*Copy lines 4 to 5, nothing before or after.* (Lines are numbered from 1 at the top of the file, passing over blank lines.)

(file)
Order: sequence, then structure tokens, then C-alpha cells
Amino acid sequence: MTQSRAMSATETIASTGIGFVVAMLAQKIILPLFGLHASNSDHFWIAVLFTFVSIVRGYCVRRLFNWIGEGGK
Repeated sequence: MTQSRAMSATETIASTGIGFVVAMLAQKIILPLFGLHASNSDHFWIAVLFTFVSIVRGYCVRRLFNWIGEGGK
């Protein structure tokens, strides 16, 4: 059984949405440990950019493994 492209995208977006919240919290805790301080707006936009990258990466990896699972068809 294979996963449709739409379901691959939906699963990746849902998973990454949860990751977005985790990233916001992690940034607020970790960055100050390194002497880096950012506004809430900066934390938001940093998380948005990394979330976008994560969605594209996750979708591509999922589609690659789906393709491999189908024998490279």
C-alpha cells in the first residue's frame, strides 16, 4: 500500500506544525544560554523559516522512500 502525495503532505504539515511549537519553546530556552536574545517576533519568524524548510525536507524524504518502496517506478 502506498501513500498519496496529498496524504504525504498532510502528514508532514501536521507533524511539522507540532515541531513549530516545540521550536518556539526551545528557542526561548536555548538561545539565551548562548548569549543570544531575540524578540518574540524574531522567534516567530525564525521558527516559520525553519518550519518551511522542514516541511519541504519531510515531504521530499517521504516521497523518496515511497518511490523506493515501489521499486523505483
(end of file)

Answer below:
């Protein structure tokens, strides 16, 4: 059984949405440990950019493994 492209995208977006919240919290805790301080707006936009990258990466990896699972068809 294979996963449709739409379901691959939906699963990746849902998973990454949860990751977005985790990233916001992690940034607020970790960055100050390194002497880096950012506004809430900066934390938001940093998380948005990394979330976008994560969605594209996750979708591509999922589609690659789906393709491999189908024998490279």
C-alpha cells in the first residue's frame, strides 16, 4: 500500500506544525544560554523559516522512500 502525495503532505504539515511549537519553546530556552536574545517576533519568524524548510525536507524524504518502496517506478 502506498501513500498519496496529498496524504504525504498532510502528514508532514501536521507533524511539522507540532515541531513549530516545540521550536518556539526551545528557542526561548536555548538561545539565551548562548548569549543570544531575540524578540518574540524574531522567534516567530525564525521558527516559520525553519518550519518551511522542514516541511519541504519531510515531504521530499517521504516521497523518496515511497518511490523506493515501489521499486523505483